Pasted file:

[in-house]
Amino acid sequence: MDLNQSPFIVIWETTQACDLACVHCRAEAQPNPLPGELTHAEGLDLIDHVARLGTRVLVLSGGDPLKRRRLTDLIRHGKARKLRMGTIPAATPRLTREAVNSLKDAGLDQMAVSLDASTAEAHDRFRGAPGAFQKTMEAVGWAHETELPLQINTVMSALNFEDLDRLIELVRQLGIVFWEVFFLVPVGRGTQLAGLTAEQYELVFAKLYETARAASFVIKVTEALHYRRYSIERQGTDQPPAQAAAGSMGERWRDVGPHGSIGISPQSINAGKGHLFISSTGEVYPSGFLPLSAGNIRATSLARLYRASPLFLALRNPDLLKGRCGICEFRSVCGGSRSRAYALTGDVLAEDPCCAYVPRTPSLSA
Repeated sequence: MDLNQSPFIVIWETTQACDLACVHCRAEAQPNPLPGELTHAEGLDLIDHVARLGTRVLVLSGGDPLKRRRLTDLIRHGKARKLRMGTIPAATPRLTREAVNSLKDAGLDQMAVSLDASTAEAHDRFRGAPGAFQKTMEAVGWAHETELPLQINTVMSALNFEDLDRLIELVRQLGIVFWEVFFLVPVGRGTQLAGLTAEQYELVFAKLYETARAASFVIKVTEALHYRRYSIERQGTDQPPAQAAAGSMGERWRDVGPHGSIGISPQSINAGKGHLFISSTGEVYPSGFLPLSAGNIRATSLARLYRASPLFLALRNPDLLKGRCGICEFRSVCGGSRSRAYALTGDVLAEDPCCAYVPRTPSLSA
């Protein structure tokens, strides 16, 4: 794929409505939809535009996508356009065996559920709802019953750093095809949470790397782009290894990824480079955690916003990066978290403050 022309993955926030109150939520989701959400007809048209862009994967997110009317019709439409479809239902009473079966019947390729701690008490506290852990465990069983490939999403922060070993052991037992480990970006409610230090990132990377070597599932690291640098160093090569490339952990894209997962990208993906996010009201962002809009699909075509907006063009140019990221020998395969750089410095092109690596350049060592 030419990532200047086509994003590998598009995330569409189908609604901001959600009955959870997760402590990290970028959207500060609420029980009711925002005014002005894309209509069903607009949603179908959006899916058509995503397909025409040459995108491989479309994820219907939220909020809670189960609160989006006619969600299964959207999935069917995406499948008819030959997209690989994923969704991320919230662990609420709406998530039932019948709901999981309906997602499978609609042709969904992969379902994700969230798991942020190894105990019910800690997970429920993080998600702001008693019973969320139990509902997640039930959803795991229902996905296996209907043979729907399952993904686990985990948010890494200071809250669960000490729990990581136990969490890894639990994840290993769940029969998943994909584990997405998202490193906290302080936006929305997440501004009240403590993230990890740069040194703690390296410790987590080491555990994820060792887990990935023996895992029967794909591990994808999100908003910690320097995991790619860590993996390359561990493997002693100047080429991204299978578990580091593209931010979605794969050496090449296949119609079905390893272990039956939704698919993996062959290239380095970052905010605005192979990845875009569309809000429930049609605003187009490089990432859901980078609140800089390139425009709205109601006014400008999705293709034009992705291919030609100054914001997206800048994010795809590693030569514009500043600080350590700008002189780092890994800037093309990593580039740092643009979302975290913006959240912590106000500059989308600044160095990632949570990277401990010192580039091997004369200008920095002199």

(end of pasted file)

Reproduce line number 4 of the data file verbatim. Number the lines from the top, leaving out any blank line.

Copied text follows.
């Protein structure tokens, strides 16, 4: 794929409505939809535009996508356009065996559920709802019953750093095809949470790397782009290894990824480079955690916003990066978290403050 022309993955926030109150939520989701959400007809048209862009994967997110009317019709439409479809239902009473079966019947390729701690008490506290852990465990069983490939999403922060070993052991037992480990970006409610230090990132990377070597599932690291640098160093090569490339952990894209997962990208993906996010009201962002809009699909075509907006063009140019990221020998395969750089410095092109690596350049060592 030419990532200047086509994003590998598009995330569409189908609604901001959600009955959870997760402590990290970028959207500060609420029980009711925002005014002005894309209509069903607009949603179908959006899916058509995503397909025409040459995108491989479309994820219907939220909020809670189960609160989006006619969600299964959207999935069917995406499948008819030959997209690989994923969704991320919230662990609420709406998530039932019948709901999981309906997602499978609609042709969904992969379902994700969230798991942020190894105990019910800690997970429920993080998600702001008693019973969320139990509902997640039930959803795991229902996905296996209907043979729907399952993904686990985990948010890494200071809250669960000490729990990581136990969490890894639990994840290993769940029969998943994909584990997405998202490193906290302080936006929305997440501004009240403590993230990890740069040194703690390296410790987590080491555990994820060792887990990935023996895992029967794909591990994808999100908003910690320097995991790619860590993996390359561990493997002693100047080429991204299978578990580091593209931010979605794969050496090449296949119609079905390893272990039956939704698919993996062959290239380095970052905010605005192979990845875009569309809000429930049609605003187009490089990432859901980078609140800089390139425009709205109601006014400008999705293709034009992705291919030609100054914001997206800048994010795809590693030569514009500043600080350590700008002189780092890994800037093309990593580039740092643009979302975290913006959240912590106000500059989308600044160095990632949570990277401990010192580039091997004369200008920095002199």